I’ve never met a preschooler who doesn’t enjoy painting. Painting is a great activity for children. Besides being fun, it has lots of other amazing benefits such as fostering creativity, strengthening memory, building problem solving and motor skills, providing relief from stress, promoting an optimistic attitude and nurturing emotional growth.1
It also helps children learn to write better, increases their neural connections, helps them understand themselves and their world around them and helps them connect with others. 2
Research has shown that ‘a child who is exposed to the arts acquires a special ability to think creatively, be original, discover, innovate, and create intellectual property—key attributes for individual success and social prosperity in the twenty-first century.’3
Many parents are hesitant to allow their child to paint because of the mess and the post activity cleaning that is required. But I do think that the benefits to the child is worth the effort!
One thing I’ve learnt with painting with my children is that it’s very important to have all the material prepped and laid out before you start (including cleaning material, such as cloth, tissue, wet wipes, change of clothes, etc.). If the children is smaller, they may require complete supervision from the parent.
Here are a few ideas of some painting activities you can do with your preschooler.
1. Symmetrical Painting
Things Required: paints, paper, paintbrush (or dropper)
Method: Fold the paper in half. Put a few drops of paint on one side of the paper using a paintbrush or a dropper. The paint should be quite thick. Fold the paper again. Let your child move their fingers around the paper. If you press from the fold of the paper to the outer ends, you will get some very pretty designs. Open the paper and watch your child enjoy the beautiful design they have created.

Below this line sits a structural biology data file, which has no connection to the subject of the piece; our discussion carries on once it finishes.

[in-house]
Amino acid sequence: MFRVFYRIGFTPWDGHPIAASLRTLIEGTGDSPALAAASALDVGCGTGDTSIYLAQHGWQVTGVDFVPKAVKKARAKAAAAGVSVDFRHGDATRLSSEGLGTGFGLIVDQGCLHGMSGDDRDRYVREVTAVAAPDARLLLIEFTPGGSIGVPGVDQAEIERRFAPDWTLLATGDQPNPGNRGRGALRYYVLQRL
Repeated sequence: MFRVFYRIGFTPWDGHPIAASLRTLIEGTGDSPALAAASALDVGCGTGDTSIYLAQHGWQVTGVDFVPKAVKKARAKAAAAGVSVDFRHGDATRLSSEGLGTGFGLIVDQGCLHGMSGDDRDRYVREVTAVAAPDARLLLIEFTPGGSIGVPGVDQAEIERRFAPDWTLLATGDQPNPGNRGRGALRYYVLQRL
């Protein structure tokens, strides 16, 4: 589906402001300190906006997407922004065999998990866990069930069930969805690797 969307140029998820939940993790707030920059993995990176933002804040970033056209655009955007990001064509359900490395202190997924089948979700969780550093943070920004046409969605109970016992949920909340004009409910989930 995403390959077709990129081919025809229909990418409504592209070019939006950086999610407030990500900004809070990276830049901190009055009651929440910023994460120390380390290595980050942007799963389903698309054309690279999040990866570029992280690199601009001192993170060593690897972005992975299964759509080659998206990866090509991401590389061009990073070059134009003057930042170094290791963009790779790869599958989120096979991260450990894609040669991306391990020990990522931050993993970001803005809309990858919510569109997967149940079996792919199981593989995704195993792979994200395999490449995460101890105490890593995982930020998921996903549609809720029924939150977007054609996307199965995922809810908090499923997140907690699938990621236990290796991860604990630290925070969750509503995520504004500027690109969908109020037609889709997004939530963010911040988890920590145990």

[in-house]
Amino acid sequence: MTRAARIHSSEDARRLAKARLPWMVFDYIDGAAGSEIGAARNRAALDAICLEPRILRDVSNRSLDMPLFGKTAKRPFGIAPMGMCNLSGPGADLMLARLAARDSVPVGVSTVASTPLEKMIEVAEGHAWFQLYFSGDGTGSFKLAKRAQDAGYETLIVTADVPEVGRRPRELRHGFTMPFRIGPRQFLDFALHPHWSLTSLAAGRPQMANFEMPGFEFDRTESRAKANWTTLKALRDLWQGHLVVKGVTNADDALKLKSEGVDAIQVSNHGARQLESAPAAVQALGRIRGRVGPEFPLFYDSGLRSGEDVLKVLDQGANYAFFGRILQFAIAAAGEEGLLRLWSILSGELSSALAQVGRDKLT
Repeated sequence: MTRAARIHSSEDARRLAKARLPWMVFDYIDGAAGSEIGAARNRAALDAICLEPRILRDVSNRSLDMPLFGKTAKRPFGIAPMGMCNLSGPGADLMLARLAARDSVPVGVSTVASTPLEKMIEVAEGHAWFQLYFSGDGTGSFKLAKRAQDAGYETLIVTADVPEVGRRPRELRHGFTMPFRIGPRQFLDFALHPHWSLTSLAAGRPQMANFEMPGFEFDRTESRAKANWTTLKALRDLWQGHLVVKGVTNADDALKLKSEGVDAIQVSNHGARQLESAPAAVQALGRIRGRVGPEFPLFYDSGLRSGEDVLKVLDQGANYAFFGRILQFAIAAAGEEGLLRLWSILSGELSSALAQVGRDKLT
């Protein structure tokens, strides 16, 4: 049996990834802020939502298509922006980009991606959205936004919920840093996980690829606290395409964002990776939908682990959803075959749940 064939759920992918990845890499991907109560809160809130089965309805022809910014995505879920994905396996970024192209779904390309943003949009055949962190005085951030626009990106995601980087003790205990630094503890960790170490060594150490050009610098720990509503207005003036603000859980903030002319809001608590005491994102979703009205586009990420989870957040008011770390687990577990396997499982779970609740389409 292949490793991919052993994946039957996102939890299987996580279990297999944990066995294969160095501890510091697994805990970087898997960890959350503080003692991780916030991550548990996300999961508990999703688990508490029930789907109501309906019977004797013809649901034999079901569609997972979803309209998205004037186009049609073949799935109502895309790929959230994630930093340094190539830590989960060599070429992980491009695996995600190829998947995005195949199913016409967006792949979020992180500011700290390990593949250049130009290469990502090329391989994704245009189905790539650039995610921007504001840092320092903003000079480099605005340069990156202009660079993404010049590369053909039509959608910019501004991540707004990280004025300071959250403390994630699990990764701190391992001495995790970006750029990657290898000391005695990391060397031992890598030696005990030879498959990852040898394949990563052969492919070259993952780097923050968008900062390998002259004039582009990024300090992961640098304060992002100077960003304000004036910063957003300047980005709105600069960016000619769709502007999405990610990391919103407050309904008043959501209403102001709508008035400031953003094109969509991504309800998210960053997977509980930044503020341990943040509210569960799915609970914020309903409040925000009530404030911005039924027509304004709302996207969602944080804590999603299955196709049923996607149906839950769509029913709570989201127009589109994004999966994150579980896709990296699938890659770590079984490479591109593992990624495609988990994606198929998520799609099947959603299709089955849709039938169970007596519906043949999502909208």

2. Blow Painting
Things Required: straw, a plate, paints, paintbrush or dropper, paper
Method: Mix the paint with a little water. Put a few drops of paint on the paper using a paintbrush or a dropper. Let the child blow over the paint drop with a straw. (It may take your child a while to figure out how to blow out of the straw, rather than suck through it!) It’s lots of fun watching the paint spread. You can create all sorts of interesting art with this method.
3. Flower and Leaf Printing
Things Required: flowers, a plate, paints, paper
Method: Mix the paint with a little water on a plate. Press the leaf or the flower on the paint. Ensure that it is fully covered with paint. You may need to it a few times before the paint catches on to it. Press it on the paper and watch your child gasp with excitement as they see the beautiful leaf or flower print they have created.
4. Hand Painting
Things Required: A plate, paints, paper, a cloth to wipe of the paint (before it goes all over the house!)
Method: Put a little paint on a plate. Ask your child to press their hand on the plate and ensure that it is covered completely with paint. You could even use a paintbrush to paint their hands. Carefully place your child’s hand on the paper and press it down properly so that the paint is transferred onto the paper. Make sure your child doesn’t move their hand once they place it on the paper. You can also do this with their feet. These are great keepsakes to remember how small your children once were! You can also make some really nice designs with this (e.g. hen, eagle, cow, butterfly (use two hands), etc.) Click here to see a fun family keepsake you can make with handprints.
5. Painting with Toys
Things Required: toys (e.g. cars, plastic animals, etc.) a plate, paints, paper
Method: Find some toys that have some good prints. I love using cars with cool tyres. Dinosaurs also make some interesting paw prints. Put a little paint on a plate. (It should be quite thick to get good prints.)
6. Feather Painting
Things Required: feather, paints, paper
Method: Instead of a paintbrush, why not get old fashioned and used a feather! Have a plate with some paint, and let your child dip their feather in the paint and paint on the paper. Feathers create some interesting patterns and it’s a great way for children to develop their fine motor skills.
Watch this space for more fun painting activities you can do with your child.
3. The International Child Art Foundation